Our primary purpose was to investigate if the variances of the 3DGA data differed depending on the status of the hip joint (presence of OA, operation with THA, normal hip joint). For most of the parameters studied, the data scatter turned out to be rather similar. In 4 of the comparisons, however, a significant difference could be detected (range of hip extension-flexion: OA vs. Healthy, OA vs. THA; range of adduction-abduction: OA vs. THA; abduction moment: OA vs. THA). The higher variances observed in the OA group could be caused by presence of pain in these patients which also has been noticed in knee osteoarthritis patients [21, 22]. The degree of pain might have varied in intensity between examinations. This reason and also muscular weakness or fatigue might have caused temporal changes of the walking pattern.

Another factor to consider is the soft tissue artefacts (STA) which have been studied earlier [23]. Peters et al. (2010) performed a systematic review including 20 articles with the intention to quantify soft tissue artefacts during 3DGA. In 11 of these studies invasive methods were used. The authors concluded that there are several important factors such as location of markers, activity performed, segment used and individual factors that influence the results. Soft tissue artefacts at the thigh up to 40 mm could occur and these authors called for improved methods to increase the resolution [24,25,26]. If such artefacts vary depending on the condition of the hip is not known, but the conditions of the soft tissues before and about 2 years after THA may change due to increasing physical activity after the operation.

Thus, the difference between examiners could be an effect of gait variations caused by intermittent pain and/or muscular fatigue in the OA group, but could also indicate difficulties to obtain reproducible marker placements when several examiners are involved [11, 13, 16, 23, 24, 27,28,29]. If so, a limited number of examiners, and preferably only the same ones should if possible, study a group of subjects scheduled for multiple follow-up occasions.

Regarding systematic differences between the 3 groups, it is well known from several studies [6, 7, 14, 30] that OA patients not only lose their ability to extend the hip during gait, but also their ability to produce a reasonable high abduction moment, resulting in a limping gait. The reduction in range of motion in the THA patients, particularly the hip extension, could be caused by persistent effects of the osteoarthritis such as soft-tissue contracture and muscle weakness, resulting in a remaining change of postural stability as compared to the uninvolved hip [31, 32]. Other reasons may include feelings of joint instability and the quality of the interfaces around the implant components, all potential factors that might influence the gait [33]. To what extent the hip implant conforms to the original anatomy of the hip is also of importance. Finally, it might be that the gait pattern developed during the disease period restitutes postoperatively only to a comfort level, corresponding to the requirements of the individual activities of daily living. There is no consensus concerning when the rehabilitation after a THA operation has reached a steady state. It can however, be theorised that the studied subjects in this study had reached this level when they were investigated, approximately 2 years after the operation. To confirm this theory a long time follow-up is needed.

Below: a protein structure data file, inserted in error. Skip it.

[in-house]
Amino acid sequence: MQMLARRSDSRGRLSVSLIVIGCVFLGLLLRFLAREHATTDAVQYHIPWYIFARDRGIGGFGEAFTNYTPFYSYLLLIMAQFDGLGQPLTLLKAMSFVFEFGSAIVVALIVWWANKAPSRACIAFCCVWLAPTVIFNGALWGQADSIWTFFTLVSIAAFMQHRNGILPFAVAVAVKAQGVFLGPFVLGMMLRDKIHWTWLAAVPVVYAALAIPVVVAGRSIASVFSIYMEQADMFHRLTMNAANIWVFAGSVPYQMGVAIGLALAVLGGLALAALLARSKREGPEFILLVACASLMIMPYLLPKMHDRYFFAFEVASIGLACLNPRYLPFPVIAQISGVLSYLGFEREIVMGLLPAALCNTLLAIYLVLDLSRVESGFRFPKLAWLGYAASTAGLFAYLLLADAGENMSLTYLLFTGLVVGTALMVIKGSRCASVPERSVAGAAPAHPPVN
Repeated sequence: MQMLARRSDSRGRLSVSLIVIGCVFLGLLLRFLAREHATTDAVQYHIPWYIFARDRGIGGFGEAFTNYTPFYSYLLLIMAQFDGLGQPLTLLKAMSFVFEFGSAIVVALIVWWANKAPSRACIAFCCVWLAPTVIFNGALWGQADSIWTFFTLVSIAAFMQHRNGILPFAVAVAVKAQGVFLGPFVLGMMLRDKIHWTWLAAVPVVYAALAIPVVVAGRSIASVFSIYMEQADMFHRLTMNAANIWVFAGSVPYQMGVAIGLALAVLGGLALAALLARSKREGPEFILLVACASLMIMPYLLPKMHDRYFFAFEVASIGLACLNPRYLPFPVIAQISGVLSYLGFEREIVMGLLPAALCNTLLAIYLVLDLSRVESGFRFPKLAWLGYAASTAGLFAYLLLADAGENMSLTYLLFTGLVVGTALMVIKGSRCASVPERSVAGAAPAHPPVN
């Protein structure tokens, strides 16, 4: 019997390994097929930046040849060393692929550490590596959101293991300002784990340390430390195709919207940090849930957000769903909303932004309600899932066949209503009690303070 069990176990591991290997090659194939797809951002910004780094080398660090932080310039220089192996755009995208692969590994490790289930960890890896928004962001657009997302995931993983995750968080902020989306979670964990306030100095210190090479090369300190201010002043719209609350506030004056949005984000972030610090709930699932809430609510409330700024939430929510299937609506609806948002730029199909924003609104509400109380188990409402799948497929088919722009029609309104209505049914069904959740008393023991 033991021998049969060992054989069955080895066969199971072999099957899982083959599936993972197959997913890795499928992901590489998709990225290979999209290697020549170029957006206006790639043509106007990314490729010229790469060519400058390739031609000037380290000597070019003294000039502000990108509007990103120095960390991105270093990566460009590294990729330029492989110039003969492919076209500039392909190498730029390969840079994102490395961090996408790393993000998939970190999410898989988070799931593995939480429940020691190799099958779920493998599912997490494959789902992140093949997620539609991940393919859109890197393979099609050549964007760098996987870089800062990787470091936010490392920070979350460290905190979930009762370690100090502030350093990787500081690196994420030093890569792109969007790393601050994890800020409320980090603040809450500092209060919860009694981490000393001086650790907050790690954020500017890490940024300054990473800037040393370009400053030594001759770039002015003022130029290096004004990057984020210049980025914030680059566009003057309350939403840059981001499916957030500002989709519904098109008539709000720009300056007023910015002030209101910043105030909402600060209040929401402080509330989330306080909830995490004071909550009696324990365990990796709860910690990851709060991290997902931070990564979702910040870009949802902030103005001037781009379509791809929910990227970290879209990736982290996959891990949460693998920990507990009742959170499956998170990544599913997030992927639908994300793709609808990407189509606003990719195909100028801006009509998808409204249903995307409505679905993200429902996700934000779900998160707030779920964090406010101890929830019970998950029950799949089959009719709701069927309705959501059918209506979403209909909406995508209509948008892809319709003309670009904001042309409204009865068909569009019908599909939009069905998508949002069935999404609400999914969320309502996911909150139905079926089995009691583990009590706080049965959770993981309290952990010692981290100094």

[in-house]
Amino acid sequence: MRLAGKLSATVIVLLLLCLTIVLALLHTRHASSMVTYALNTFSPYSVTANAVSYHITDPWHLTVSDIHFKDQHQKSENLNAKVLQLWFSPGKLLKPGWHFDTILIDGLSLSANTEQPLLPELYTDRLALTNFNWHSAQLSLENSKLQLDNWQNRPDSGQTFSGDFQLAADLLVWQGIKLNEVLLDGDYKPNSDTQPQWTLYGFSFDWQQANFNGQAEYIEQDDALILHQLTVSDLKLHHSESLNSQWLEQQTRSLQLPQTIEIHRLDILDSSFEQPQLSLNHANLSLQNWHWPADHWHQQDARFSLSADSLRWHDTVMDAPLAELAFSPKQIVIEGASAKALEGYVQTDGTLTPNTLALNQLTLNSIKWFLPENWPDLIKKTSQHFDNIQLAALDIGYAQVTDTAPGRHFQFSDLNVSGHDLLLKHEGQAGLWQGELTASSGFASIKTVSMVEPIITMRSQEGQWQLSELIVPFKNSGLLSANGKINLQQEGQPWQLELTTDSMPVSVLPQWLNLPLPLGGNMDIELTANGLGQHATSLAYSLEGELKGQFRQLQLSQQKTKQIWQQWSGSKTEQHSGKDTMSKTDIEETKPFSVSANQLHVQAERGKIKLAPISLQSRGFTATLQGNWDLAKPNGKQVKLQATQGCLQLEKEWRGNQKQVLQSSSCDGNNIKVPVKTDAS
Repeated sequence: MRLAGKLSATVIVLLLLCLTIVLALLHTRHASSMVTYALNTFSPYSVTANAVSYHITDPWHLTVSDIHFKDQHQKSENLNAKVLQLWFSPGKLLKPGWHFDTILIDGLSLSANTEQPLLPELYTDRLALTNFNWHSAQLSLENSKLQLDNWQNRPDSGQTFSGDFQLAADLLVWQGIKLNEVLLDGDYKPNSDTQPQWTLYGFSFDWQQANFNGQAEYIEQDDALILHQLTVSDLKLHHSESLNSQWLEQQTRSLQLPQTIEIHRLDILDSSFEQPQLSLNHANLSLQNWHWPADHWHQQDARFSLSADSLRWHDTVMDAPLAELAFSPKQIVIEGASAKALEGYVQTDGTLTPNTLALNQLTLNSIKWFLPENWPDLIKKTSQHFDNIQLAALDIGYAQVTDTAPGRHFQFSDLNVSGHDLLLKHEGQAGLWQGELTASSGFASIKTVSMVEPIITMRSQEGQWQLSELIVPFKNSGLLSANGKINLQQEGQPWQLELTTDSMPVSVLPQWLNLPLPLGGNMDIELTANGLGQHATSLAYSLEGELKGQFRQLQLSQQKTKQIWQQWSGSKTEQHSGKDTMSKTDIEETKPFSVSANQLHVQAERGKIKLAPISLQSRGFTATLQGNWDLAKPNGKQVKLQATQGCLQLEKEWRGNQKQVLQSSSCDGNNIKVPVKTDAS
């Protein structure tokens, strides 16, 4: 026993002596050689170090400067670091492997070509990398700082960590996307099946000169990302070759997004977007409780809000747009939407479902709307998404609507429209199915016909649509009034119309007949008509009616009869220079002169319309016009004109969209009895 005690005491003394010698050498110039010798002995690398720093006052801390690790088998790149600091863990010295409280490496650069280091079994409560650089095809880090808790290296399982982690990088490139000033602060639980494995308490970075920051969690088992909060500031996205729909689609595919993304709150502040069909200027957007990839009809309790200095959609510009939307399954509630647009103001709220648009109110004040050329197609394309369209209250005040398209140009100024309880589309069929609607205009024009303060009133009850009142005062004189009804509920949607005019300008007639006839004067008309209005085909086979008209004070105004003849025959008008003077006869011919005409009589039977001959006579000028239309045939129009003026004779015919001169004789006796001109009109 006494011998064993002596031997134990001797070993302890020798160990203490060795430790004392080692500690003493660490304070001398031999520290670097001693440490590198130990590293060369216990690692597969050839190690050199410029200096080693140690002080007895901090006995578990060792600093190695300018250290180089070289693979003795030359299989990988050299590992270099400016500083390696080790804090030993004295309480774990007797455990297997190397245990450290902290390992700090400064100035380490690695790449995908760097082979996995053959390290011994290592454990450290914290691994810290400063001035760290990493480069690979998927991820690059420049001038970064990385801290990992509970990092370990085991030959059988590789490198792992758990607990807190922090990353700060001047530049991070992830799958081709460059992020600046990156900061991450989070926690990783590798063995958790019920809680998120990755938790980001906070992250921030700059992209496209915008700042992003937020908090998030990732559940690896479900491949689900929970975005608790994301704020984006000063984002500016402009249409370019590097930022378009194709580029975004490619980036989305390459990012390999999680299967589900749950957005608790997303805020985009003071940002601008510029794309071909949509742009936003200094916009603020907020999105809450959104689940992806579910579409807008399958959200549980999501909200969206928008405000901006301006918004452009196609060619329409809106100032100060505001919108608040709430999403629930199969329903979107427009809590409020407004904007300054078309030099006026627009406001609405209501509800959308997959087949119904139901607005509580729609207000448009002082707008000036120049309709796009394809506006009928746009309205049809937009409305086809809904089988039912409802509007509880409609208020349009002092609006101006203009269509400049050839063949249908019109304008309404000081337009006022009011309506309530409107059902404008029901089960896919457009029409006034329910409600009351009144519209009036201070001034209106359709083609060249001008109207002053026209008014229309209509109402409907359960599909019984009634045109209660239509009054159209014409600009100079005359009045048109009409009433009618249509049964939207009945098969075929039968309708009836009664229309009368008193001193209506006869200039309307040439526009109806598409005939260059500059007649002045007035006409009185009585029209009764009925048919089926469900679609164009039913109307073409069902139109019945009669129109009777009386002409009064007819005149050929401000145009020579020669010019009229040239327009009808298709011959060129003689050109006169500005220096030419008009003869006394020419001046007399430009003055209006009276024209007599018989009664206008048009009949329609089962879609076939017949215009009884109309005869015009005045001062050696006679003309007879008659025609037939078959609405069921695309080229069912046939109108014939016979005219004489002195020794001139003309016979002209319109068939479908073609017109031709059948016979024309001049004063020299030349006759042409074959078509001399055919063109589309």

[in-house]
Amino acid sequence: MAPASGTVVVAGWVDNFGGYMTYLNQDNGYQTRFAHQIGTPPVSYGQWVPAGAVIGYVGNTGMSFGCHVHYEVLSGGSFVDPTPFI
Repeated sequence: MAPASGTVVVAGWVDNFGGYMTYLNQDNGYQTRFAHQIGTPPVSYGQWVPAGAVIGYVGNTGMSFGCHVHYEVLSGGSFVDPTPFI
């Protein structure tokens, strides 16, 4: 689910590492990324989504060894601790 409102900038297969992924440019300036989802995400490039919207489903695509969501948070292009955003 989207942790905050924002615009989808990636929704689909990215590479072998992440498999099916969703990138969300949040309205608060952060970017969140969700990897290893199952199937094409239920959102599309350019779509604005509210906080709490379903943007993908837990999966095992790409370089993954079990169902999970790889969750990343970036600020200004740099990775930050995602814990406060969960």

One of the major limitations of this study is that the sample size is quite small, partly because of difficulties to recruit subjects with unilateral OA. Even though all subjects in our study had claimed that they had no symptoms on the contralateral side, a few of them had minor radiographic changes, implicating a presence of a mild osteoarthritis [17]. Furthermore, the small but significant differences regarding age, height, weight and BMI could have skewed the results.


We found that the repeatability of hip extension-flexion varied between patient groups and was poorest in subjects with hip osteoarthritis. As noted previously, we also found that patients operated with a total hip arthroplasty tended to normalize their walking pattern, but still differed from healthy controls 2 years after the operation. Further studies including long-term follow up are desirable to evaluate if this walking pattern has become permanent or not.



Three-dimensional gait analysis


Body mass index




Soft tissue artefacts


Total hip arthroplasty


  1. Miki H, Sugano N, Hagio K, Nishii T, Kawakami H, Kakimoto A, Nakamura N, Yoshikawa H. Recovery of walking speed and symmetrical movement of the pelvis and lower extremity joints after unilateral THA. J Biomech. 2004;37(4):443–55.